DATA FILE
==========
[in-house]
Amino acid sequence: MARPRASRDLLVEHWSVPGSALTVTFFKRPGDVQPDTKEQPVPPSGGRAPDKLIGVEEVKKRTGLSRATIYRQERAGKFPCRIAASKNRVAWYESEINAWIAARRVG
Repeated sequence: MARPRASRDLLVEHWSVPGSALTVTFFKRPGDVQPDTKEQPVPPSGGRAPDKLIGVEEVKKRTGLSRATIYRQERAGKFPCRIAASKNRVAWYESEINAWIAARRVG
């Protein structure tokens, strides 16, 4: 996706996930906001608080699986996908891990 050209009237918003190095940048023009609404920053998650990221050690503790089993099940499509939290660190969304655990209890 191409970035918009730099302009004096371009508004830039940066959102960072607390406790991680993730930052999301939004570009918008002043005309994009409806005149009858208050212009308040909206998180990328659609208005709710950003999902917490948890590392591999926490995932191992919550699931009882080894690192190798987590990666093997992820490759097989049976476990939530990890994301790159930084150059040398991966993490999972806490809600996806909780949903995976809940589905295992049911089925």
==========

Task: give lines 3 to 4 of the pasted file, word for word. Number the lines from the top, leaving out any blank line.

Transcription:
Repeated sequence: MARPRASRDLLVEHWSVPGSALTVTFFKRPGDVQPDTKEQPVPPSGGRAPDKLIGVEEVKKRTGLSRATIYRQERAGKFPCRIAASKNRVAWYESEINAWIAARRVG
């Protein structure tokens, strides 16, 4: 996706996930906001608080699986996908891990 050209009237918003190095940048023009609404920053998650990221050690503790089993099940499509939290660190969304655990209890 191409970035918009730099302009004096371009508004830039940066959102960072607390406790991680993730930052999301939004570009918008002043005309994009409806005149009858208050212009308040909206998180990328659609208005709710950003999902917490948890590392591999926490995932191992919550699931009882080894690192190798987590990666093997992820490759097989049976476990939530990890994301790159930084150059040398991966993490999972806490809600996806909780949903995976809940589905295992049911089925």